Terminator came out as a science fiction movie in 1984. It has been over 30 years since, and to most of us, it still feels like fiction even though a lot of it is coming to reality in the form of artificial intelligence machines. Now, even other parts of the movie seem to be coming true as researchers at the University of Oxford are able to grow human skin on robots.
At the Oxford Musculoskeletal Biomedical Research Unit, Pierre-Alexis Mouthuy and Andrew Carr test medical technologies by covering robots in human flesh. These cyborgs are made to wear tissue grafts for the development of artificial muscles and tendons for transplantation. Muscles and tendons are engineered for implants in lab conditions which “fail to mimic the real mechanical environment for cells.” To make these human cells reach their full potential to develop more lifelike implants, moving humanoids could serve as a perfect tool.
The latest issue of Science Robotics featured Mouthuy and Carr’s work on the subject where they said, “Humanoid-bioreactor systems may open numerous opportunities in medicine, science, and technology, in the spirit of ‘science for robotics and robotics for science.’ Mechanical stimulation is central to the successful development of musculoskeletal tissues both in vivo and in-vitro.”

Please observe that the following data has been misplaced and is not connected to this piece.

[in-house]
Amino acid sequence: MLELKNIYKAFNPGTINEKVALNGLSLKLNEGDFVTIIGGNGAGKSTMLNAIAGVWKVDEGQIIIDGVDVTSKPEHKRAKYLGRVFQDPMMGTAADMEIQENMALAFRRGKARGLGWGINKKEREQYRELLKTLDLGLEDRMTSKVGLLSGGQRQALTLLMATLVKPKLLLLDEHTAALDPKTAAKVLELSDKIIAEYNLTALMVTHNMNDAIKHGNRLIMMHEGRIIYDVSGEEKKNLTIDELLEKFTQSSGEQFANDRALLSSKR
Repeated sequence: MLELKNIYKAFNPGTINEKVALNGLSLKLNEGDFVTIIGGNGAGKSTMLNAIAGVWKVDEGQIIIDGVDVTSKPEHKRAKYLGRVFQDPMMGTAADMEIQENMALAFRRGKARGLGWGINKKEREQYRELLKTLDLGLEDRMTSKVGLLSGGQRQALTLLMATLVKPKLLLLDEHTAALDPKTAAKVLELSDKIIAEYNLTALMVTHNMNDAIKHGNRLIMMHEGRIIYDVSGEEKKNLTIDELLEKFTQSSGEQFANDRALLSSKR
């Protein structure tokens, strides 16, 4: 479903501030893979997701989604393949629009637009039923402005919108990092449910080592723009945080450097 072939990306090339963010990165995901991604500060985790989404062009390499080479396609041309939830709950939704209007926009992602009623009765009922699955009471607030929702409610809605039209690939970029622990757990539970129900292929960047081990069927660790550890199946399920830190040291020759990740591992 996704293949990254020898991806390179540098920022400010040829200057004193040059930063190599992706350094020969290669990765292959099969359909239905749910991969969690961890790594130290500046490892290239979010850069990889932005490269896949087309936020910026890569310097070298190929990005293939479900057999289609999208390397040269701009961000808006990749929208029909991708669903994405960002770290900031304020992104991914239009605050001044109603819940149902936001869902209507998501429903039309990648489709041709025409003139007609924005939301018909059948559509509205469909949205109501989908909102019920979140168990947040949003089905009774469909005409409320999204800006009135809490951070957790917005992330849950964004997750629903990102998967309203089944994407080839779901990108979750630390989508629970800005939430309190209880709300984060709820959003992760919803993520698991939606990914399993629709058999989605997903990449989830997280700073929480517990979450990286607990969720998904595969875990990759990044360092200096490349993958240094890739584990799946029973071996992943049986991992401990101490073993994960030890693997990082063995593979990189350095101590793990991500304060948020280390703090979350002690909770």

As the humanoids can freely interact with the environment, so the muscle grafts face a more realistic stress. “It is now both technically possible and scientifically pertinent to explore in greater detail the potential of humanoids as tools for regenerative medicine. Advances in this field could lead to exciting applications across multiple disciplines,” explained the researchers in their study.
According to the scientists, musculoskeletal tissue disorders in aging populations are a common concern that is causing “a growing health, social, and economic burden.” These disorders include cellulitis, Marfan syndrome, osteogenesis imperfecta, scleroderma, etc.
“It makes sense to create advanced bioreactors with structures, dimensions, and mechanics similar to those of the human body. In this context, humanoid musculoskeletal robots become highly relevant. By mimicking the human skeletal architecture and the body movements in different activities, they could help to overcome the limitations of current bioreactors.”
There have been lots of other attempts where robots have been covered with human-like flesh to make them more realistic. A lot of these were used in applications like advanced speech synthesis, and to study early childhood development. This is the first time they are being used for the sake of developing human muscle implants.
For all we know, robots might be the future of regenerative medicine.